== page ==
I have some medical news and it’s less than a year old! The Cleveland Clinic reported, New High Blood Pressure Treatment Guidelines. This is a big deal to me. I don’t suffer from high blood pressure, but I do suffer rather badly from high blood pressure hypochondria. It isn’t about dying really. I don’t mind dying so much, although I do think I’m deserving of another 25 years. At that point, my shelf-life will certainly have expired. But one thing is for certain: I don’t want to die of a heart attack.
The problem is that I spend the vast majority of my waking hours typing at a keyboard. And I have started to suffer from some minor carpal tunnel syndrome in my left arm and hand. It is basically just some numbness. And what is numbness of the left arm the first sign of? A heart attack! Yes, I know what you’re thinking, “Since you know it is just carpal tunnel and heart attacks are more about the upper arm and shoulder, shouldn’t you just calm down?” And the polite answer to that is, “No!” The not so polite answer to that is, “How dare you insult my hypochondria!”
There is a very real problem with the traditional blood pressure charts. They tell you that the perfect blood pressure is 120/80. But then they say that pre-hypertension is a systolic value of 120-139 or a diastolic of 80-89. So basically, you are being told, “You blood pressure is perfect; and its in the range where we start to get worried.” Of course, your blood pressure could be too low as well. Hypotension is defined as a blood pressure below 90/60. The ultimate hypotension is 0/0 where you’re dead.
In addition to the mathematical problems with the pre-hypertension, I find this offensive because when I was skinny, which was 45 years of my life, my blood pressure was always around 90/60, and no one ever said anything, except that one time I almost died and it was 60/40. Since I got pudgy about five years ago, my blood pressure has gone up. Today, it seems to be about 111/75. But depending upon when I take it and how much caffeine I’ve been drinking, it can easily get into that pre-hypertension area. And this concerns me because, as I said: (1) I deserve 25 more years; and (2) I don’t want to die of a heart attack.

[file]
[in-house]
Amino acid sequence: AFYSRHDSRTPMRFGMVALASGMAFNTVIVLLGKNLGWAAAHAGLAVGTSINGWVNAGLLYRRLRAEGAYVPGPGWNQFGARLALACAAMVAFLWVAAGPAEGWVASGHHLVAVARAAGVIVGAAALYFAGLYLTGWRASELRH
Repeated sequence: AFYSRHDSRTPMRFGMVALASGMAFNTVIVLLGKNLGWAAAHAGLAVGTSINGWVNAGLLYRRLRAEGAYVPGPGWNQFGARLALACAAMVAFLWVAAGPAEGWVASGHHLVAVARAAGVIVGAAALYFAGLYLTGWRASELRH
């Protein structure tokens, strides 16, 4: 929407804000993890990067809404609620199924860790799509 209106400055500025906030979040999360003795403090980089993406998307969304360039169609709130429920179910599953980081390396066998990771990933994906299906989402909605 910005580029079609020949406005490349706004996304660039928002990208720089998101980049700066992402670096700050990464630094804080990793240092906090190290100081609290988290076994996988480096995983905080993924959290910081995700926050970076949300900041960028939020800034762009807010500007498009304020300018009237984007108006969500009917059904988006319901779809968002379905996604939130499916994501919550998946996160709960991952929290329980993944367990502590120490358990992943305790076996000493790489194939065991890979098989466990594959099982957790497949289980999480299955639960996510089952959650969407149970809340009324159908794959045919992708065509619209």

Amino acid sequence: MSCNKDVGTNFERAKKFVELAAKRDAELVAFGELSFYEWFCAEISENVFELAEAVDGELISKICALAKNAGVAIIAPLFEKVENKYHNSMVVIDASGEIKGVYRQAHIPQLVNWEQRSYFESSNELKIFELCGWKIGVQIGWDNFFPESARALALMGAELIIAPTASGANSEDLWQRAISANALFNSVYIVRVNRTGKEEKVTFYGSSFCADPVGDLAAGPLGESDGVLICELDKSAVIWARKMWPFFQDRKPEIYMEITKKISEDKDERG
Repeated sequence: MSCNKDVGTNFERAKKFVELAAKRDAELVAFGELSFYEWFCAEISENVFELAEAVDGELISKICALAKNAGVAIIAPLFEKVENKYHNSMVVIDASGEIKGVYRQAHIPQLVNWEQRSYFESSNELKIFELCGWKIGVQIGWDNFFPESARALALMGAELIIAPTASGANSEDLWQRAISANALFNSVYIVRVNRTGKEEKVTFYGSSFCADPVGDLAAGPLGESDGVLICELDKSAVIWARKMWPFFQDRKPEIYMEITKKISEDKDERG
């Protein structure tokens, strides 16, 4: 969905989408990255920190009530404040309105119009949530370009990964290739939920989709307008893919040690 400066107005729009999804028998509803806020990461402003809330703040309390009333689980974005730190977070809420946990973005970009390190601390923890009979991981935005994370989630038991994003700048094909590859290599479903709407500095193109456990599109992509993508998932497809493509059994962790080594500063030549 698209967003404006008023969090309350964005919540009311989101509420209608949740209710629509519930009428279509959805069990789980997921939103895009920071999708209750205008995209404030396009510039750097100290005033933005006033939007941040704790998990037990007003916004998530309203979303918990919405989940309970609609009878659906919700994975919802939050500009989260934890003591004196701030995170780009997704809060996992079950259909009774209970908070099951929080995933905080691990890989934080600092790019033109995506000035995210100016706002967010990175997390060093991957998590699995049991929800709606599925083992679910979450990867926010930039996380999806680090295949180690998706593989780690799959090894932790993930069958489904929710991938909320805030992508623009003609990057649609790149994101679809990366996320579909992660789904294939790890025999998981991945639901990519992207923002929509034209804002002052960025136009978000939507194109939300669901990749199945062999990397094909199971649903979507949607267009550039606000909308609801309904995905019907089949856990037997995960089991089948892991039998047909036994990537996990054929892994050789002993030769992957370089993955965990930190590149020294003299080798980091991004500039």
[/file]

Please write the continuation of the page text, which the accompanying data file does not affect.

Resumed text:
Well, the big news about the new guidelines is that they’ve gotten rid of the whole idea of pre-hypertension. It doesn’t say why, but I suspect that there is a picture of me in some scientific paper with a caption that reads, “This guy is the perfect example of why we need to get rid of pre-hypertension.” I obsess about it and that can’t be good for my blood pressure or any other part of my body functioning. If I had actual hypertension, then it could be treated. But the idea that I kinda, sorta have a condition that some day might be something that we might want to think about treating is enough to bring on a heart attack!
The new guidelines also get rid of the old rigid standards for hypertension. They are more nuanced and especially take into account the age of the patient. I’m not quite sure what the issue is here, other than that people’s blood pressure does tend to go up as they get older. But I suspect a lot of it is an effort to stop over-treating people with medications that may do more harm than good.
But the heart rate guidelines are still the same as always: 60 to 100 beats per minute, unless you are an athlete, who can have heart rates that are as low as 40. In this regard, my heart rate has always been high: around 90. I could probably bring that down if I got a little more exercise. It probably wouldn’t hurt regarding that carpal tunnel either.